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Small lightweight digital recorder, that can record 3hours plus

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Chris Simpson
Small lightweight digital recorder, that can record 3hours plus
on Mar 17, 2011 at 9:01:43 pm

Thats what I'm after, I need an audio recorder that I can leave with a line out from a pit to pit, pit to car, pit to pit radio comms channel to record an entire races comms channel. Additionally I need something similar to record a race track p.a. for a similar length of 3-3.5hours, reliably I'd like to think I can get it on a line out, but chances are I probably won't and it'll be recording from pa speaker in the garage. So adjustable gain.

The audio will be dropped into a Final Cut Pro timeline, probably Pro Res, and edited to provide additional voices to a vo. So 48Khz, 16 bit, would be enough, I'll probably radio mic, pit comms to a channel of a camcorder. I'm one man event covering a GT race team.

Tascam DR or a Zoom. Not fussed with bells and whistles, just reliable, and can record for 3.5 without me having to restart it (them) periodically.

Any recommendations? Cheers.


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Peter Groom
Re: Small lightweight digital recorder, that can record 3hours plus
on Mar 18, 2011 at 9:15:39 am

Just about any small HD recorder will do all you need, but I have a ZoomH4n and have used it to do something similar to this, so isd suggest a zoom.

Pros

Cost - cheap as chips
recording time - with a decent size sd/ sdhc card youll get way more capacity than youre going to use.
limiting - As its un attended, Id suggest setting up the internal limiter to take reasonable care of spikes etc.
size - very neat and unobtrusive / concealable

Cons

Will 2 record channels be enough?
Power - That record time wont be achievable on the internal AA batts. But you can power it mains or from a car 12v or a sep 12 v battery.
Linked audio gains. - Youll need to access and activate the software update to allow sep level controls of record tracks independently.

One last word of advice. NEVER 100% rely on any unattended recording. id give a regular eye to it, no matter how hard that is, OR get someone else to. You dont want to discover a problem at the end and have no audio on which you were reliant.

Id consider hooking up a radio link from the recorder to a receiver you have with cans so you can constantly hear what it is getting, and if there are power, audio feed, or major input over or underload issues.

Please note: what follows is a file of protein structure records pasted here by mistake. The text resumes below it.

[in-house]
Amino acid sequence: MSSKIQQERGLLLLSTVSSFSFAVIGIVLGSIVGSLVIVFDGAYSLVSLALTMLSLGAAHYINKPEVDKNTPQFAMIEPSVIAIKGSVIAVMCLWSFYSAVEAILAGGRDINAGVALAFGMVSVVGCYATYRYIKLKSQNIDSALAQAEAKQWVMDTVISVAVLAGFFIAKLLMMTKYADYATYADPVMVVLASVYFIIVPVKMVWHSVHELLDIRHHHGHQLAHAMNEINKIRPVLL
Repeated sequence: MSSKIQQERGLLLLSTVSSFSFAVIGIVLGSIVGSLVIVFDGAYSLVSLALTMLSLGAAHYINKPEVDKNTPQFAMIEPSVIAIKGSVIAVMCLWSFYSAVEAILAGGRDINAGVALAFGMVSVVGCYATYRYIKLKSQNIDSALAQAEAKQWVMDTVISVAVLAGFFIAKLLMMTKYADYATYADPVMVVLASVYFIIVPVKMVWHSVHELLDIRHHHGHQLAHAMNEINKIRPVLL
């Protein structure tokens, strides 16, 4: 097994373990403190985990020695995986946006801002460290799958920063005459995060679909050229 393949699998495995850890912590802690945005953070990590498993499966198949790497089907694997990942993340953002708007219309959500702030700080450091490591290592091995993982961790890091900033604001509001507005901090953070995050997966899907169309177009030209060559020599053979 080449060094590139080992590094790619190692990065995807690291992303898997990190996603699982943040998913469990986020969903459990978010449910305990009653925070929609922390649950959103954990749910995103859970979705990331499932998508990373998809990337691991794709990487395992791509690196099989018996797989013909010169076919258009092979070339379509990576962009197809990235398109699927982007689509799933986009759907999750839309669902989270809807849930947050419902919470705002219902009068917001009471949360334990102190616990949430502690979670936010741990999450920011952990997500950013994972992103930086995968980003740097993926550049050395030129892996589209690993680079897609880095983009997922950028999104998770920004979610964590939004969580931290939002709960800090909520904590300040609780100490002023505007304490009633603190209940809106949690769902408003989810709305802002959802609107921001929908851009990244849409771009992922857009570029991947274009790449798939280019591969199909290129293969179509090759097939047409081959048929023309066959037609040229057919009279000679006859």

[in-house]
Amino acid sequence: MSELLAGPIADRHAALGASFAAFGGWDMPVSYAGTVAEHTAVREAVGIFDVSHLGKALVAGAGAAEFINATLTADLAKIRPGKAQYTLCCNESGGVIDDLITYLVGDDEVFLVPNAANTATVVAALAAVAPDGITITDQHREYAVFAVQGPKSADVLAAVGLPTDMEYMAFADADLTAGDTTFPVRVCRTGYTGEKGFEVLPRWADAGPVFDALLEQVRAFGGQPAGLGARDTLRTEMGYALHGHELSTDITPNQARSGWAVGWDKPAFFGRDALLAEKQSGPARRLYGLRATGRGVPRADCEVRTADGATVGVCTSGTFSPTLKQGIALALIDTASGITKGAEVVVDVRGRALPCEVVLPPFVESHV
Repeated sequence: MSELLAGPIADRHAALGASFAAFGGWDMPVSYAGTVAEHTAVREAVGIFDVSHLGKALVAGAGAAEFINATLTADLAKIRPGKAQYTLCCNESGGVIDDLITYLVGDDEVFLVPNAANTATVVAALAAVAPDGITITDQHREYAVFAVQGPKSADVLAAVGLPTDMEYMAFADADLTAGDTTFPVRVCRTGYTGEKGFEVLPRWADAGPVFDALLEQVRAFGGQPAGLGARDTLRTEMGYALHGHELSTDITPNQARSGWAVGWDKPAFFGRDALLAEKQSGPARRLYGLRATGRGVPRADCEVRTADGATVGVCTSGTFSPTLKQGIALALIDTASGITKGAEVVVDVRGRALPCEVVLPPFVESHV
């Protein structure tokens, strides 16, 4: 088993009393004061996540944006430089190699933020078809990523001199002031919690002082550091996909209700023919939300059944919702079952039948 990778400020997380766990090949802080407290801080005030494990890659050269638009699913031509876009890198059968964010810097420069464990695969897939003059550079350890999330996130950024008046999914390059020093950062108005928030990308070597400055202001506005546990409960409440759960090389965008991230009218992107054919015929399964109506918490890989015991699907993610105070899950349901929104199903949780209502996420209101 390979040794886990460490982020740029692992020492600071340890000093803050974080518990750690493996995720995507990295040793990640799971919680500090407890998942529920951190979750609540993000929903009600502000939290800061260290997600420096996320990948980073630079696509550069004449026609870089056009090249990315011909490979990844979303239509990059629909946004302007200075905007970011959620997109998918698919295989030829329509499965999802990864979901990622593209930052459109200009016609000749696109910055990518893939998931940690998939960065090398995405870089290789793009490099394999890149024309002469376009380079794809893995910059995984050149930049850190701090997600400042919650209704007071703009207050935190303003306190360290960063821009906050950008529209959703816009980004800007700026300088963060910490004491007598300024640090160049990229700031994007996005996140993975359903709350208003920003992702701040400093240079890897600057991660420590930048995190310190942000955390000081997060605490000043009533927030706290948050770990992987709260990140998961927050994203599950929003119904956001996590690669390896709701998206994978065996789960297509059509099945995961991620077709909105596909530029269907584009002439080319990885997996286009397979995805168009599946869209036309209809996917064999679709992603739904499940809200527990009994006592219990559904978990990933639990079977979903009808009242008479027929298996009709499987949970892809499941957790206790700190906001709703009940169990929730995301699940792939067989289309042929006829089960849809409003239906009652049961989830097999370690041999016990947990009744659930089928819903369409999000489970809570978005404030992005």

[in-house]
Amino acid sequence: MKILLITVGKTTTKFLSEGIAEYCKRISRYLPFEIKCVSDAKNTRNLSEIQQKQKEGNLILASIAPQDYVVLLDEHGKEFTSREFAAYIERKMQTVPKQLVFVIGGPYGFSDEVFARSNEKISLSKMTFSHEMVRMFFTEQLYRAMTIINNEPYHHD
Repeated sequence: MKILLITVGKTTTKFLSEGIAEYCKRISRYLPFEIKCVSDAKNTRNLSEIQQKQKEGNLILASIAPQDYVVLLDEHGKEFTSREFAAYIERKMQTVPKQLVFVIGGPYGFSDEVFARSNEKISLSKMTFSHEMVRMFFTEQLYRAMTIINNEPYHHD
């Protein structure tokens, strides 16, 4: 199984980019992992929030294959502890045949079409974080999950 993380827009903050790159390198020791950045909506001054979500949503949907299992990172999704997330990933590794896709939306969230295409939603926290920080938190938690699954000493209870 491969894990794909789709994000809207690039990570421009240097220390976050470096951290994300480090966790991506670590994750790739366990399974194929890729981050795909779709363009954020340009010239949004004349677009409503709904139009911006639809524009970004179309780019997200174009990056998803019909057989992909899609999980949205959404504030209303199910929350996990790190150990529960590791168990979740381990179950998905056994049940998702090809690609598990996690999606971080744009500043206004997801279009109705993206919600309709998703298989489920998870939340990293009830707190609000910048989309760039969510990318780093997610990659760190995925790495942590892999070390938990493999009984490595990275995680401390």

Enjoy
Peter

Post Production Dubbing Mixer


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Chris Simpson
Re: Small lightweight digital recorder, that can record 3hours plus
on Mar 21, 2011 at 1:18:09 am

Cheers Peter,

All valid points, I've gone with not 1 but 2 Tascam DR-08, mostly I have to say because they are small enough to look like digital dictaphones, I got a good deal, but because it has a timer recording function, where I can set a time, like an alarm clock to start recording.

Your other points have crossed my mind, I'm going to employ an assistant to run them along with some static cameras, and work with the race team to swap out onboard cameras, while I rush around trying to shoot the pit lane, some circuit shooting.

I intend to take the line out of the car comms run it into the DR-08, hopefully I can line through to a sennhesier radio transmitter to the left hand channel of my cameras, which is good for about 100-150metres in the pitlane, at least.


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Peter Groom
Re: Small lightweight digital recorder, that can record 3hours plus
on Mar 22, 2011 at 4:00:03 pm

1 additional thought.
As its in a pit lane you may well find that there are LOTS of other users there using radio mics. Teams, Tv etc, and they will all have licenses and agreed frequencies. You may find youre treading on some rather large toes using radios without proper ahead planning.
peter

Post Production Dubbing Mixer


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